Clips connected to the implanted eletrodes, measuring the generation within the snail.
(Via L. Halámková, J. Halámek, V. Bocharova, A. Szczupak, L. Alfonta, E. Katz, Implanted biofuel cell operating in living snail. J. Am. Chem. Soc. 2012, in press (DOI: 10.1021/ja211714w) | Copyright 2012 American Chemical Society)
A research team from Clarkson University in Postdam N.Y., led by chemistry professor Evgeny Katz, has developed the very first fuel cell comprised of a live snail. This “battery” makes much less electricity than a AAA battery, but Katz and his collaborators from the Ben-Gurion University are working to increase the power produced.
Biocatalytic electrodes made of Buckypaper, or thin sheets of carbon nano-tubes, were implanted in the snail. These electrodes combined with certain enzymes consume glucose and also use the oxygen circulating in the snail’s hemolymph (blood) to produce the current. After proper feeding and relaxing, the snail was able to regenerate the glucose needed for this biochemical electrical reaction by the biocatalytic electrodes. The snail was fitted with its own portable cell, which allowed it to move about freely while producing electricity. (Brings a new meaning to the saying “by perseverance the snail reached the ark [arc- Charles Spurgeon]”.)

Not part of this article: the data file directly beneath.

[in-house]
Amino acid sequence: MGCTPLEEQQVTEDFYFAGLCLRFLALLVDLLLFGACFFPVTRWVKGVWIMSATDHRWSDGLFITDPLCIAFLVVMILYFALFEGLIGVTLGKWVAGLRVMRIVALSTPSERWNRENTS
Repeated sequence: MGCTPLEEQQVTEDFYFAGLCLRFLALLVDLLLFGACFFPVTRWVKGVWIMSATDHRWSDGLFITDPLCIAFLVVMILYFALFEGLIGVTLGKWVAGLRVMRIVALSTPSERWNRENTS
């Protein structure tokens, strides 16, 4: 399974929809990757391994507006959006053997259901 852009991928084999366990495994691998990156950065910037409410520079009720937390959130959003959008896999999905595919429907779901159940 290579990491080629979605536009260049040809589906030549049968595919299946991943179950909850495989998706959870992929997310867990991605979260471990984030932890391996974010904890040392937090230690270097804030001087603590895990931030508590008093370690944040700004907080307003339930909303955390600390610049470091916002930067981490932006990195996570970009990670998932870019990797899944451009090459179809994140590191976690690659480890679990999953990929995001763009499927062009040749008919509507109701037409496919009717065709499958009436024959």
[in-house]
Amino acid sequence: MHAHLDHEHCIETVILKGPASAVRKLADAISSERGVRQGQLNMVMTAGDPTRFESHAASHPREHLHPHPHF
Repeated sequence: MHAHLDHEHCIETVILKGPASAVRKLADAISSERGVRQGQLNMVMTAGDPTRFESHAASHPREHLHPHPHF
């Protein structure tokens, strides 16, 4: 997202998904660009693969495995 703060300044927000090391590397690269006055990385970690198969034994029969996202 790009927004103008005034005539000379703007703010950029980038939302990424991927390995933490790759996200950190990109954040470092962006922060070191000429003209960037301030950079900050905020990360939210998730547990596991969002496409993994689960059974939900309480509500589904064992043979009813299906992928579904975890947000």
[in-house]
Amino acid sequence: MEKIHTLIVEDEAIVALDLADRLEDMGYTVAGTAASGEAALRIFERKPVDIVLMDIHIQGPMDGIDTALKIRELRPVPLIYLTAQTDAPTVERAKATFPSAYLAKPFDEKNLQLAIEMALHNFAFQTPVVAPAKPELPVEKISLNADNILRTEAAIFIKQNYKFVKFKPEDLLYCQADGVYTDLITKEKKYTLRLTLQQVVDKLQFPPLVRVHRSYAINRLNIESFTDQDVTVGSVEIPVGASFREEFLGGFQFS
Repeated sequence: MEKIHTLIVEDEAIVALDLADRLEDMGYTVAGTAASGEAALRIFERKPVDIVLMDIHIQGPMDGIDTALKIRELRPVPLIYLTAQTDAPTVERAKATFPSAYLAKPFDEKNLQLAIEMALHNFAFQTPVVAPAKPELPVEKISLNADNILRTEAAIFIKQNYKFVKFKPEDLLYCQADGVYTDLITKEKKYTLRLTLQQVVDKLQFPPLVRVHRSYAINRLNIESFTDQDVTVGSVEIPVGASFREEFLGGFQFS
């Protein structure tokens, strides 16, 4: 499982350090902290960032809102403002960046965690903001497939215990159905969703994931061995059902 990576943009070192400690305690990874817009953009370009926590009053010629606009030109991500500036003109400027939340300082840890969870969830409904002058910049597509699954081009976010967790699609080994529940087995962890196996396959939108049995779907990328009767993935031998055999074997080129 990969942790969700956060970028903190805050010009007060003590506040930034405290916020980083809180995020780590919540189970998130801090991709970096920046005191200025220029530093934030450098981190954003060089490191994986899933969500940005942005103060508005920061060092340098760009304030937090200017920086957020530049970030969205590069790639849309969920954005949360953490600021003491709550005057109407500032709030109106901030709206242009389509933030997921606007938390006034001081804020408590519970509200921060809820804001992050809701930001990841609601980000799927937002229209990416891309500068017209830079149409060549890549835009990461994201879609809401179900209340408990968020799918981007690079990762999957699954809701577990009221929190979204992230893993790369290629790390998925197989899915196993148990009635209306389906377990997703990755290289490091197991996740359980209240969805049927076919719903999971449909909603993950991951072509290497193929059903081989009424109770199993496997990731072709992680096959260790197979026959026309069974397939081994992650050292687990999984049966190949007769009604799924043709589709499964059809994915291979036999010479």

The question then becomes, how can the minute amounts of electricity be used? The masters of exploit at the U.S. Military and the Homeland Security Department have already thought of uses. They propose using these snail batteries as sensors for gases etc. and wireless transmitters for minute microphones, video cameras and other espionage gear.
Katz elaborated, "In this [direction] the biofuel cells are expected to operate in small creatures (snails, worms, insects, etc) providing sustainable electrical power for various sensors and wireless transmitters... In the future setup, the implanted bioelectrodes will be connected to a microelectronic device (sensing and wireless transmitting) fixed at the snail body, and the snail will be released to move as much as it wants."